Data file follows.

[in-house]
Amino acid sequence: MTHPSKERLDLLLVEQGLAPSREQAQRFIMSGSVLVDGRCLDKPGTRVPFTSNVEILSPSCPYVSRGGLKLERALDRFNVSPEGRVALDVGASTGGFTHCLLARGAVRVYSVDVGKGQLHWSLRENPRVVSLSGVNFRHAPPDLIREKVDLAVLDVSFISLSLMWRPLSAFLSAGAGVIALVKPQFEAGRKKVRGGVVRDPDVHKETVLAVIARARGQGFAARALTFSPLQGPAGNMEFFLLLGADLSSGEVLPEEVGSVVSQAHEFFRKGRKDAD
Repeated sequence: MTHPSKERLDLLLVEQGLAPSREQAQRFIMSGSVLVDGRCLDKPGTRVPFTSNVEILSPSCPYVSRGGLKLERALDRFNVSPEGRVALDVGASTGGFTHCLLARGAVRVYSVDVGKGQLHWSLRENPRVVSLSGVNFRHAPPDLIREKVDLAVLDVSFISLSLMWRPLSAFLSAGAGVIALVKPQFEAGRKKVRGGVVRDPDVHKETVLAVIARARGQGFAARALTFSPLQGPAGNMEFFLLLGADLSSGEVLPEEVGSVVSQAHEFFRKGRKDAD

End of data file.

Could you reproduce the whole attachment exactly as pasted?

[in-house]
Amino acid sequence: MTHPSKERLDLLLVEQGLAPSREQAQRFIMSGSVLVDGRCLDKPGTRVPFTSNVEILSPSCPYVSRGGLKLERALDRFNVSPEGRVALDVGASTGGFTHCLLARGAVRVYSVDVGKGQLHWSLRENPRVVSLSGVNFRHAPPDLIREKVDLAVLDVSFISLSLMWRPLSAFLSAGAGVIALVKPQFEAGRKKVRGGVVRDPDVHKETVLAVIARARGQGFAARALTFSPLQGPAGNMEFFLLLGADLSSGEVLPEEVGSVVSQAHEFFRKGRKDAD
Repeated sequence: MTHPSKERLDLLLVEQGLAPSREQAQRFIMSGSVLVDGRCLDKPGTRVPFTSNVEILSPSCPYVSRGGLKLERALDRFNVSPEGRVALDVGASTGGFTHCLLARGAVRVYSVDVGKGQLHWSLRENPRVVSLSGVNFRHAPPDLIREKVDLAVLDVSFISLSLMWRPLSAFLSAGAGVIALVKPQFEAGRKKVRGGVVRDPDVHKETVLAVIARARGQGFAARALTFSPLQGPAGNMEFFLLLGADLSSGEVLPEEVGSVVSQAHEFFRKGRKDAD